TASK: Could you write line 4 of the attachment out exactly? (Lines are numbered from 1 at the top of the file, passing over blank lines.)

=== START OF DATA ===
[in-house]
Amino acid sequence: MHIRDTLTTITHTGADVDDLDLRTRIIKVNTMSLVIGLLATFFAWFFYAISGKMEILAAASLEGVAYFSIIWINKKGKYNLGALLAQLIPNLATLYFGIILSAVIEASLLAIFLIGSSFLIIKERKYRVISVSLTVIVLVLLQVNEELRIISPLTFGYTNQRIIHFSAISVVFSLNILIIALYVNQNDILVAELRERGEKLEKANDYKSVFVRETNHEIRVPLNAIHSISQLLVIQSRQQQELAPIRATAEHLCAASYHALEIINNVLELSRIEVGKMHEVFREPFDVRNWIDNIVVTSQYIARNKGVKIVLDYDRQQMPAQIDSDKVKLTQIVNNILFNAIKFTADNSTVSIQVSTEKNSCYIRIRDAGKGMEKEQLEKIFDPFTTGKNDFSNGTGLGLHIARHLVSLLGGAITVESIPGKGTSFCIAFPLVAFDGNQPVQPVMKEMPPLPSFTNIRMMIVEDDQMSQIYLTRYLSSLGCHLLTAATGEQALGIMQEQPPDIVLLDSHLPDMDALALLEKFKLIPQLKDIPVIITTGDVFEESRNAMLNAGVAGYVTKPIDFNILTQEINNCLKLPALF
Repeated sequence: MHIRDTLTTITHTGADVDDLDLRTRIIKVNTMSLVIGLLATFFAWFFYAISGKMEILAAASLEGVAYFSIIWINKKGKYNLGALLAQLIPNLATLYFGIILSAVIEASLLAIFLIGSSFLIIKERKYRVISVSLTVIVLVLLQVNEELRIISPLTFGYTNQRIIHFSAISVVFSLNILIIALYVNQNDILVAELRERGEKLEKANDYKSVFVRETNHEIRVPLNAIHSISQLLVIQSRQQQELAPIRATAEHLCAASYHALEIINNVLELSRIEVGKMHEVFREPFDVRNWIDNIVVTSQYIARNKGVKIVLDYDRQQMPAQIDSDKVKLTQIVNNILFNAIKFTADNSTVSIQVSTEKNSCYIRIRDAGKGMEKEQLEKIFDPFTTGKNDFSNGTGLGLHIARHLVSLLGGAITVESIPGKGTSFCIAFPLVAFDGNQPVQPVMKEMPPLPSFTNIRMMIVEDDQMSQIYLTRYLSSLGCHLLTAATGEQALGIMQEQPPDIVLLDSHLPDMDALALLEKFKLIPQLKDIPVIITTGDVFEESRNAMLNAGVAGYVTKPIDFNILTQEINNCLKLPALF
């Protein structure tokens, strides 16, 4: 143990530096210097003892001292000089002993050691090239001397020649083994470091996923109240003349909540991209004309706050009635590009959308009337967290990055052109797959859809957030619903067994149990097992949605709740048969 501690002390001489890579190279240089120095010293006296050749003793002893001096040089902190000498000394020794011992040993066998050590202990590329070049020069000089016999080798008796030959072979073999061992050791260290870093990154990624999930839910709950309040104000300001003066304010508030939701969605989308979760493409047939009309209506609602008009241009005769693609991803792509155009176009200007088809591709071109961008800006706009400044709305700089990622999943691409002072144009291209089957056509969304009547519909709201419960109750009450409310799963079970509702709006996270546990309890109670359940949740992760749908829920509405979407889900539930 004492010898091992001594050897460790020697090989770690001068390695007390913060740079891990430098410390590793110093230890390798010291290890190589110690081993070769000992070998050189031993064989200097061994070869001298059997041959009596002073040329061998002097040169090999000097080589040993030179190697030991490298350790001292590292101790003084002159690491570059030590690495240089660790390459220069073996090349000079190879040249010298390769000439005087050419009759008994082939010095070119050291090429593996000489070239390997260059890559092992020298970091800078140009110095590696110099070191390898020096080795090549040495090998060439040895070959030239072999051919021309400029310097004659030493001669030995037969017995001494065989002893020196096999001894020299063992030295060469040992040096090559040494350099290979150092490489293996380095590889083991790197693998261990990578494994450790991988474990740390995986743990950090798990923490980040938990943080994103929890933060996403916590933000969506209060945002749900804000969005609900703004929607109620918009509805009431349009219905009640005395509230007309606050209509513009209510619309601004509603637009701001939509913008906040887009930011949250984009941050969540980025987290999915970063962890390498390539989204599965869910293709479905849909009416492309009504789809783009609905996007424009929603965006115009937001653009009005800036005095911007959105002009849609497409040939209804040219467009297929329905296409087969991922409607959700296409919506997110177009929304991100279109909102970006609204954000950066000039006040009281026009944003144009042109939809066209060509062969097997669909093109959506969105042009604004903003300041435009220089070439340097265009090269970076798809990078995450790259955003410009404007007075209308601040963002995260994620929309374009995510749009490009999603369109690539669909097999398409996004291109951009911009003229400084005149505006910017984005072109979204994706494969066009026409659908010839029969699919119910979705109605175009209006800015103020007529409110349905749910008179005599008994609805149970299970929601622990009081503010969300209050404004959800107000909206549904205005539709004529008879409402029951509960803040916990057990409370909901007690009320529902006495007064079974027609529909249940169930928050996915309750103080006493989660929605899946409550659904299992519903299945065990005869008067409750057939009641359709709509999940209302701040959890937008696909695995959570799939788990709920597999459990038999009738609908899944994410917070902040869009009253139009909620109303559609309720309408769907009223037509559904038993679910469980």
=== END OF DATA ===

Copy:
């Protein structure tokens, strides 16, 4: 143990530096210097003892001292000089002993050691090239001397020649083994470091996923109240003349909540991209004309706050009635590009959308009337967290990055052109797959859809957030619903067994149990097992949605709740048969 501690002390001489890579190279240089120095010293006296050749003793002893001096040089902190000498000394020794011992040993066998050590202990590329070049020069000089016999080798008796030959072979073999061992050791260290870093990154990624999930839910709950309040104000300001003066304010508030939701969605989308979760493409047939009309209506609602008009241009005769693609991803792509155009176009200007088809591709071109961008800006706009400044709305700089990622999943691409002072144009291209089957056509969304009547519909709201419960109750009450409310799963079970509702709006996270546990309890109670359940949740992760749908829920509405979407889900539930 004492010898091992001594050897460790020697090989770690001068390695007390913060740079891990430098410390590793110093230890390798010291290890190589110690081993070769000992070998050189031993064989200097061994070869001298059997041959009596002073040329061998002097040169090999000097080589040993030179190697030991490298350790001292590292101790003084002159690491570059030590690495240089660790390459220069073996090349000079190879040249010298390769000439005087050419009759008994082939010095070119050291090429593996000489070239390997260059890559092992020298970091800078140009110095590696110099070191390898020096080795090549040495090998060439040895070959030239072999051919021309400029310097004659030493001669030995037969017995001494065989002893020196096999001894020299063992030295060469040992040096090559040494350099290979150092490489293996380095590889083991790197693998261990990578494994450790991988474990740390995986743990950090798990923490980040938990943080994103929890933060996403916590933000969506209060945002749900804000969005609900703004929607109620918009509805009431349009219905009640005395509230007309606050209509513009209510619309601004509603637009701001939509913008906040887009930011949250984009941050969540980025987290999915970063962890390498390539989204599965869910293709479905849909009416492309009504789809783009609905996007424009929603965006115009937001653009009005800036005095911007959105002009849609497409040939209804040219467009297929329905296409087969991922409607959700296409919506997110177009929304991100279109909102970006609204954000950066000039006040009281026009944003144009042109939809066209060509062969097997669909093109959506969105042009604004903003300041435009220089070439340097265009090269970076798809990078995450790259955003410009404007007075209308601040963002995260994620929309374009995510749009490009999603369109690539669909097999398409996004291109951009911009003229400084005149505006910017984005072109979204994706494969066009026409659908010839029969699919119910979705109605175009209006800015103020007529409110349905749910008179005599008994609805149970299970929601622990009081503010969300209050404004959800107000909206549904205005539709004529008879409402029951509960803040916990057990409370909901007690009320529902006495007064079974027609529909249940169930928050996915309750103080006493989660929605899946409550659904299992519903299945065990005869008067409750057939009641359709709509999940209302701040959890937008696909695995959570799939788990709920597999459990038999009738609908899944994410917070902040869009009253139009909620109303559609309720309408769907009223037509559904038993679910469980």